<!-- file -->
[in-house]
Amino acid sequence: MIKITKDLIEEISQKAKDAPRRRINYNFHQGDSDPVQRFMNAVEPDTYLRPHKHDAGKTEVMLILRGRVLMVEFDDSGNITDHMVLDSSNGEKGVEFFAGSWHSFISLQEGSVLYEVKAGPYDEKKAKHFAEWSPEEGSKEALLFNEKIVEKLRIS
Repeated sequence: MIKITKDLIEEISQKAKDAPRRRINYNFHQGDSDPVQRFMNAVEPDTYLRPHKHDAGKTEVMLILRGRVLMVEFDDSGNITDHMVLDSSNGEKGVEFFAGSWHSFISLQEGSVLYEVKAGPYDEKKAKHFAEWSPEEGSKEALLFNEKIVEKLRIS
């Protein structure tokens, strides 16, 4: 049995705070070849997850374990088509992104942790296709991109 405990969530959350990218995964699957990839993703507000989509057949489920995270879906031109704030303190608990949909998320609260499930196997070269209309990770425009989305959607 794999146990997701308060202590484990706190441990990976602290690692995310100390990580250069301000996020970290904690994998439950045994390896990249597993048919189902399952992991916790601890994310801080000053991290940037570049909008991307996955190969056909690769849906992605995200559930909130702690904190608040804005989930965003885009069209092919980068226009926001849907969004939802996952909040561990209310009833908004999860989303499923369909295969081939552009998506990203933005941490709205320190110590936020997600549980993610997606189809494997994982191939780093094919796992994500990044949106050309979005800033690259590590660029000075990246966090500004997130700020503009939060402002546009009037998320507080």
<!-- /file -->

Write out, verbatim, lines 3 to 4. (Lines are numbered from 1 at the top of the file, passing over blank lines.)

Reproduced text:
Repeated sequence: MIKITKDLIEEISQKAKDAPRRRINYNFHQGDSDPVQRFMNAVEPDTYLRPHKHDAGKTEVMLILRGRVLMVEFDDSGNITDHMVLDSSNGEKGVEFFAGSWHSFISLQEGSVLYEVKAGPYDEKKAKHFAEWSPEEGSKEALLFNEKIVEKLRIS
């Protein structure tokens, strides 16, 4: 049995705070070849997850374990088509992104942790296709991109 405990969530959350990218995964699957990839993703507000989509057949489920995270879906031109704030303190608990949909998320609260499930196997070269209309990770425009989305959607 794999146990997701308060202590484990706190441990990976602290690692995310100390990580250069301000996020970290904690994998439950045994390896990249597993048919189902399952992991916790601890994310801080000053991290940037570049909008991307996955190969056909690769849906992605995200559930909130702690904190608040804005989930965003885009069209092919980068226009926001849907969004939802996952909040561990209310009833908004999860989303499923369909295969081939552009998506990203933005941490709205320190110590936020997600549980993610997606189809494997994982191939780093094919796992994500990044949106050309979005800033690259590590660029000075990246966090500004997130700020503009939060402002546009009037998320507080």